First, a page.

UPDATE: since this blog was written, Wally has returned to Tenby harbour, however, concerns of disturbance to the animal remain.
Wally the walrus has been causing a stir in Wales and has captured the heart of the public. While Wally’s initial appearances were sporadic and in often hard to reach places, he spend around a week in Tenby, hauling out on the RNLI slipway where he was observed- from a safe distance- by several Sea Watch observers. People flocked from the surrounding countryside and further afield- sometimes in breach of pandemic guidelines- to see this rare Arctic animal in Pembrokeshire.
Unfortunately, all this fame may not have been in the best interest of Wally. While the RNLI slipway was in some ways an ideal haul out as it allowed people on foot to easily see him from a safe distance and made it impossible for him to be approached on foot, it also meant that he was very visible to boat operators who did not face the same issue. The longer he stayed in Tenby, the more attention he attracted and the more difficult it became for Wally to get some much needed peace and quiet between his foraging trips. Although attempts were made to keep boats away from him, many instances of the walrus being closely approached by boats were reported.
During our own (socially distanced) land based watch, we photographed several vessels that approached Wally to within perhaps 30m, much closer than advised by marine code of conducts. We observed him sit up and look around several times, apparently watching the boats though he did not go back into the water. We received a number of casual sightings from other local observers over the last week but since Monday, Wally has disappeared.
Boat traffic disturbance is a well known phenomena and has been widely documented in marine mammals. Studies by the Sea Watch Foundation have shown a correlation between high boat traffic rates and lower bottlenose dolphin sightings rate and there has been some evidence from Cardigan Bay that suggests high levels of boat traffic may impact social structure in bottlenose dolphins as well. It is understandable that people want to get close to wildlife, particularly after being confined by a pandemic for months, however if we want to enjoy these wonderful animals in the future, it is also vital to view them responsibly.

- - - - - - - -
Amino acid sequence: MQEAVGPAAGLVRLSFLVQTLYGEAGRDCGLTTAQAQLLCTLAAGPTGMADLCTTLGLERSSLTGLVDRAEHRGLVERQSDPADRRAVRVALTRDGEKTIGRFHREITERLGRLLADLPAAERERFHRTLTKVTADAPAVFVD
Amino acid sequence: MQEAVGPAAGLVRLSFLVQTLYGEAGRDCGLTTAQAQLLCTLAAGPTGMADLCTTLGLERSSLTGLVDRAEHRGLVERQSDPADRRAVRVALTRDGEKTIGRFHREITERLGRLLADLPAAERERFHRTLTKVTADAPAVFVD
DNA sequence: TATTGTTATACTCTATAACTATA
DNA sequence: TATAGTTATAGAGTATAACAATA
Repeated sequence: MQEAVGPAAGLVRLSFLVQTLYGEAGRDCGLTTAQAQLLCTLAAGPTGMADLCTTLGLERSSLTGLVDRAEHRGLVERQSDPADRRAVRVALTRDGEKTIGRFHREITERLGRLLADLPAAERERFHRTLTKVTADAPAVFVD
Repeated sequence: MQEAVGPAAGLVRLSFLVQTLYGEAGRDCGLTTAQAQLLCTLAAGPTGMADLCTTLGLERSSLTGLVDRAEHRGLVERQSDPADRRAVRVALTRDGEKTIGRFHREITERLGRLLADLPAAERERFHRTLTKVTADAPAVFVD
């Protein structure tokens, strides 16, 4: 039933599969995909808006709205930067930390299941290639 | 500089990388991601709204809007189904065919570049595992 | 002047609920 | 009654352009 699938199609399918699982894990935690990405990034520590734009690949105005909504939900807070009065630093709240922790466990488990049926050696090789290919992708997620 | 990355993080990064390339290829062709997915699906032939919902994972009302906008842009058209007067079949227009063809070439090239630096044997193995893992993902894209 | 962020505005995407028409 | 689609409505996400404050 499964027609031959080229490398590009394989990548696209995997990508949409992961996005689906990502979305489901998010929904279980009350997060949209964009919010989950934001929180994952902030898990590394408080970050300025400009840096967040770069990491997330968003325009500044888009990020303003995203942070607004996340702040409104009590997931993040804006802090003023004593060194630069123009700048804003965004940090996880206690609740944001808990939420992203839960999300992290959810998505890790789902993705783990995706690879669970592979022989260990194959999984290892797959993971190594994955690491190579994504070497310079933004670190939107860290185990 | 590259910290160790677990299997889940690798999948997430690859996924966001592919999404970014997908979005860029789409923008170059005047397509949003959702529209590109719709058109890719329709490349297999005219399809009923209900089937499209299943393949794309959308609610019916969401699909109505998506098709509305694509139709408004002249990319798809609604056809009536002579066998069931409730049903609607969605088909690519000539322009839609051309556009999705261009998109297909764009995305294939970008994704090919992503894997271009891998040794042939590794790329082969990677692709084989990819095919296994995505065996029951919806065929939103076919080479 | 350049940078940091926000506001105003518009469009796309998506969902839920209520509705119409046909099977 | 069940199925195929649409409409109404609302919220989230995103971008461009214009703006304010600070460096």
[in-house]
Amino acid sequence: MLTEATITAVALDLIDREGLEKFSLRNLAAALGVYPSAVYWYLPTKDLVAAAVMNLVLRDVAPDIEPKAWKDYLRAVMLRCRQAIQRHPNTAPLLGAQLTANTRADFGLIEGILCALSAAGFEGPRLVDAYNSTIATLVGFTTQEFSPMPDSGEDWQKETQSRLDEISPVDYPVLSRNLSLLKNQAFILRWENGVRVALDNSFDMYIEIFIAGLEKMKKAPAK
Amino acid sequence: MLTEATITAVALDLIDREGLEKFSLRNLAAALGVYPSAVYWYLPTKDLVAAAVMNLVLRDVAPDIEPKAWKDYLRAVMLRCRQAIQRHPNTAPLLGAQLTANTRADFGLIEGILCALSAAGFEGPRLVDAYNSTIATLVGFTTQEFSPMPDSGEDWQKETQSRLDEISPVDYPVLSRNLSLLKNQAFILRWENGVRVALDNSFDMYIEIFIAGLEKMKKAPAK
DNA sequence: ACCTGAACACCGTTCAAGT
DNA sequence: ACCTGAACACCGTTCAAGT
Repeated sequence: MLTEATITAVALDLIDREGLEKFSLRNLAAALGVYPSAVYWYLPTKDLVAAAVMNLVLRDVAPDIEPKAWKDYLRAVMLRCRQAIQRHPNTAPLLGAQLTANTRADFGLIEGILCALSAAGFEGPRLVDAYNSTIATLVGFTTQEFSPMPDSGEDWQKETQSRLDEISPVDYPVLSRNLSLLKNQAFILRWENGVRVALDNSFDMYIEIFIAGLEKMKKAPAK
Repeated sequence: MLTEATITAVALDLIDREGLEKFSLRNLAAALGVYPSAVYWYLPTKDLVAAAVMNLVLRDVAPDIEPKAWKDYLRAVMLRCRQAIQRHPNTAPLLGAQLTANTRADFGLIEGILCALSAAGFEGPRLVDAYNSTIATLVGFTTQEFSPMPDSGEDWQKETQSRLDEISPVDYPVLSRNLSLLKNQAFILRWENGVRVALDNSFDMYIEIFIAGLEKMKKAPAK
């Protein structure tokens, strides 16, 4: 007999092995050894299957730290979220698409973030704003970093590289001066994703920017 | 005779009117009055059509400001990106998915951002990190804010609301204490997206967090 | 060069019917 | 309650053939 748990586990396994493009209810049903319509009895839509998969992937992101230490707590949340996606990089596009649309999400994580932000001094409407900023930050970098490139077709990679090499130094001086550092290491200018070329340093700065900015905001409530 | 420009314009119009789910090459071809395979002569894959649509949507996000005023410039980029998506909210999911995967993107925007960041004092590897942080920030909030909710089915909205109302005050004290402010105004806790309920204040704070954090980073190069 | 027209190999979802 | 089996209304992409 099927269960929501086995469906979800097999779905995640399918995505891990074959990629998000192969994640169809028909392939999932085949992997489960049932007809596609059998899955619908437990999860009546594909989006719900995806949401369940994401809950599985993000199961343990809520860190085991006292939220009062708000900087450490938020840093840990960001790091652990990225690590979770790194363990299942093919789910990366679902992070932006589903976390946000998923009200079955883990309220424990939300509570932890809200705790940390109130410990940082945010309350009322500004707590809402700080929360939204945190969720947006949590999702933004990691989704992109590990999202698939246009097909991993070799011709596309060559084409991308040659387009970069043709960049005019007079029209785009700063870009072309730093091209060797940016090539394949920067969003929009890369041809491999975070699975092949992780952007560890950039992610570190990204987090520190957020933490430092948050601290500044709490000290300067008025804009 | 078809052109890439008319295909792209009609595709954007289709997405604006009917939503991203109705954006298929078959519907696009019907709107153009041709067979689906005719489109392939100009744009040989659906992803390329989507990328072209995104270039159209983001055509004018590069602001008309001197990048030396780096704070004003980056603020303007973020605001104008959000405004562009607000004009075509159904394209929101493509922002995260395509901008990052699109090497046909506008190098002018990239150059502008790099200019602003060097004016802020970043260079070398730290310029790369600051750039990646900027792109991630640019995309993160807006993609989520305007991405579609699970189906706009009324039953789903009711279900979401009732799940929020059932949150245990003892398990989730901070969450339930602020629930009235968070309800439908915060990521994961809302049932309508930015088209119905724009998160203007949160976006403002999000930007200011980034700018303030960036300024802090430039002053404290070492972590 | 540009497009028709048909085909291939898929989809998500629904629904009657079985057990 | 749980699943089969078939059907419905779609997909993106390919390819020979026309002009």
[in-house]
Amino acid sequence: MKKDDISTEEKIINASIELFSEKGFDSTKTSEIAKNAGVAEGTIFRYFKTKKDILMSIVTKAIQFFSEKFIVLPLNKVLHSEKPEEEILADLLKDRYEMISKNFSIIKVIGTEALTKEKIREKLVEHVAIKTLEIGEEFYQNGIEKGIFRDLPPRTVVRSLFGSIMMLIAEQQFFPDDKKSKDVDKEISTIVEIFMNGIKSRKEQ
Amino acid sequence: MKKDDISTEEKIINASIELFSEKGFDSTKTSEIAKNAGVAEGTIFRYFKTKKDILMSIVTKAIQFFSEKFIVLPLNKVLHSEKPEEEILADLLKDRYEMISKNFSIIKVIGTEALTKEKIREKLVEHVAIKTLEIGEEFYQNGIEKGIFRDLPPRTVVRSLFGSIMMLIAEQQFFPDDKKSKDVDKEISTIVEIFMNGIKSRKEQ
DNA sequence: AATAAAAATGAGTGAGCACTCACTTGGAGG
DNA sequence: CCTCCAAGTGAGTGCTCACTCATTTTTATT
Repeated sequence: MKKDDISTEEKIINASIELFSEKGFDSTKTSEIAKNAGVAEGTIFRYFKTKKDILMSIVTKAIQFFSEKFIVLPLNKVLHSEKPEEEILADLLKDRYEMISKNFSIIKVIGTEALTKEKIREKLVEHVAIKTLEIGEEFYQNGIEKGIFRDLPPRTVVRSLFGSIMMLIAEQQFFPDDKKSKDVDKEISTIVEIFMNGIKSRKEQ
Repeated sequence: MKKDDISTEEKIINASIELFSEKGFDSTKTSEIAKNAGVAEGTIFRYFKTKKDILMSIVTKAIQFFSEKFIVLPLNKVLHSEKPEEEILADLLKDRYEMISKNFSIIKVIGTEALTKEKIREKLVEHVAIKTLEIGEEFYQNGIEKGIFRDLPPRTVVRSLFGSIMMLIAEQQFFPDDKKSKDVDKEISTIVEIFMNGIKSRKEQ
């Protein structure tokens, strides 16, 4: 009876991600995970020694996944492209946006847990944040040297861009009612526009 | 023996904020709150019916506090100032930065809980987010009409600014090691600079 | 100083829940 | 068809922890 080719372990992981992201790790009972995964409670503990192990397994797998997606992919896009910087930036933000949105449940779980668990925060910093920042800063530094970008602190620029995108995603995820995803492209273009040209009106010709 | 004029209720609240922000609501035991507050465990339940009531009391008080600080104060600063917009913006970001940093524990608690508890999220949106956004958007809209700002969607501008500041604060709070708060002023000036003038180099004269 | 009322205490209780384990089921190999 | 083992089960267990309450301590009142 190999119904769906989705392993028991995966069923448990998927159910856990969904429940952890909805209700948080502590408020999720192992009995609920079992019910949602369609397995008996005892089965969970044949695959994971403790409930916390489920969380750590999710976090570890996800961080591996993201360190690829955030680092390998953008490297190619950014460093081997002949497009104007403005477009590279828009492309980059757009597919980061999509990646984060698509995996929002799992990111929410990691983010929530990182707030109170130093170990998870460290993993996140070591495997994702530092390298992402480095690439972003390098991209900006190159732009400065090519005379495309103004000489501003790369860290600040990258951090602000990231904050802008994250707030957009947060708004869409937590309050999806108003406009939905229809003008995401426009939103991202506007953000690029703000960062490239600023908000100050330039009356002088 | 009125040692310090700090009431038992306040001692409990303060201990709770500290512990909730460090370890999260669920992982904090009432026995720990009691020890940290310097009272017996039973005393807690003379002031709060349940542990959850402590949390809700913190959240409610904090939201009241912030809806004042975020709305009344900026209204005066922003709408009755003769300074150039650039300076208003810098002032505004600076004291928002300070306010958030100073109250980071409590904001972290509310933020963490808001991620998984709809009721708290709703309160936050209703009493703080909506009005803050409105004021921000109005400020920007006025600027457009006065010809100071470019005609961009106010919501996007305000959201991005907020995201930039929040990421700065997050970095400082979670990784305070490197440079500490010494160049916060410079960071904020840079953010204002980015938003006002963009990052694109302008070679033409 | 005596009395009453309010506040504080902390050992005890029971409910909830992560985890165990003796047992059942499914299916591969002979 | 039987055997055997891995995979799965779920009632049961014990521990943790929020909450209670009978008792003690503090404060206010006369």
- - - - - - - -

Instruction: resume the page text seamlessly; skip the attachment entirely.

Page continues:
Apart from the physical threat of collision, the noise generated by motor operated vessel can affect marine mammal in other ways; in the case of dolphins who often rely on sound as a daily part of their life, it can directly disrupt them while capturing food, locating and communicating with one another. High noise levels may also deter other marine mammals, such as seals- or in this case a walrus- to forage in the area.
Pinnipeds, such as as seals or in this case a walrus, are more vulnerable to disturbance while they are hauled out when they are attempting to rest. High levels of boat traffic may result in increased alertness, as was observed in the case of Wally, and flight into the water, disrupting vital resting periods and potentially causing injury as they scrabble to get into the water.
If you are hoping to see Wally, or some of the fantastic native Welsh wildlife, please be sure to do so responsibly. Always keep a distance of at least 100m and look out for signs of distress such as increased vigilance. In seals, this may include behaviours such as the repeated lifting of the head or moving towards the water.
If you are hoping to go on a boat based wildlife tour, SWF curate a list of recommended boat operators that abide by a strict code of conduct to reduce wildlife impact.
We also work closely with the WiSe scheme to educate boat operators and recreational users in appropriate, wildlife safe operations. The next course date is set for the 26th/27th April and further information is available on the WiSe website.
If you do spot Wally- or other marine wildlife- please report your sighting to the Sea Watch Foundation!
Sightings of Wally will be handled confidentially and not publicised on the website to prevent undue disturbances. Please contact: firstname.lastname@example.org